At the time I thought that staring at a mountain lion was the most terrifying experience of my life. Actually, there are things that are far more terrifying that you have absolutely no control over. That is a story for another day, but my weekend has put my Wonderland Trail in perspective. And now I am ready to tell about part II.
I began running a little before 7am Wednesday morning. My legs felt good I took a picture at the start of the trail and immediately saw what looked like a runner headed up the trail toward me. What are the chances?! The man's name was Glen and he was off to run the entire Wonderland Trail as well. His wife was meeting him at a few key spots and he quickly encouraged me to pass him if I wanted, he was taking his time. I was still putting on and taking off layers and adjusting my stuff, so after about 10 minutes I caught up to him, after a few more questions, I he told me that he had never run more than 20 miles. I was FLOORED. Here I was running the Wonderland trail and I had actually found another runner crazier than myself. I wasn't sure if I should be super impressed or really worried about the man. He was holding a slower pace than myself, so I bid him good luck and crested the first hill. I didn't see him again the rest of the way, and I have a feeling that he may not have finished, but that is only based on how tough the trail was. Definitely not a good idea for someone who has never run an ultra.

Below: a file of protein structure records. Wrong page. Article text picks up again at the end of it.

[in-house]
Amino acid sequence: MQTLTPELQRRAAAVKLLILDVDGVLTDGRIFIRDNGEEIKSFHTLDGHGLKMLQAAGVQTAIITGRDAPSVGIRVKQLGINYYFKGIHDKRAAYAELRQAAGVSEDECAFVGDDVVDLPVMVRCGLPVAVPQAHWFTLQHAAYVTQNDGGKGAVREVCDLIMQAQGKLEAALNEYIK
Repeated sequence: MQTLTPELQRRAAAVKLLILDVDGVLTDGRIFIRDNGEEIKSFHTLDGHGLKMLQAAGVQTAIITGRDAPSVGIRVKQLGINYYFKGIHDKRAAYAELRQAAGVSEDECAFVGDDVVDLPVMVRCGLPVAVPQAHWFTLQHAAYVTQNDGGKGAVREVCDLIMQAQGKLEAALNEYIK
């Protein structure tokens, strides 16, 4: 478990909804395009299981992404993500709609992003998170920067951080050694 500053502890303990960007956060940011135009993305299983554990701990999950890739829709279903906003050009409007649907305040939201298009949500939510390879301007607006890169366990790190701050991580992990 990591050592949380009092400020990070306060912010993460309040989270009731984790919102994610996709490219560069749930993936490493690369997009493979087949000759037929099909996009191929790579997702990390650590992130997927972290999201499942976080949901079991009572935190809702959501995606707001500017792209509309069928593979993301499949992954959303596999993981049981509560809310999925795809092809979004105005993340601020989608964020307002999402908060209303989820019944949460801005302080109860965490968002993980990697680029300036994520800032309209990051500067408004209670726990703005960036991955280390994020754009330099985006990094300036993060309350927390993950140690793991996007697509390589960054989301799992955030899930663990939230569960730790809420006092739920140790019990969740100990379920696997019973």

The first 50k was insane. Insane amounts of climbing. I kept glancing at my watch thinking, "6,500 feet of climbing in the first 20 miles?!" and "12,000 feet of climbing in the first 50k?!" and on. It was up, up, up. I figured if I ran 9 hour 50k's I had a chance to beat the overall unsupported FKT (fastest known time) for the Wonderland Trail. It definitely felt possible and it was exciting to play with the clock. John Reese had just set a new record for men's fkt at 28:50. That was the time to beat. I came through 50k at 9 hours 5 min. Almost right on the dot. I was feeling good and moving well. I saw Glen's family waiting to crew him at Mowich Lake and gave them a report, saw him at the start, haven't seen him since. The trail is really tough. They were rather shocked to hear that I did not have a crew.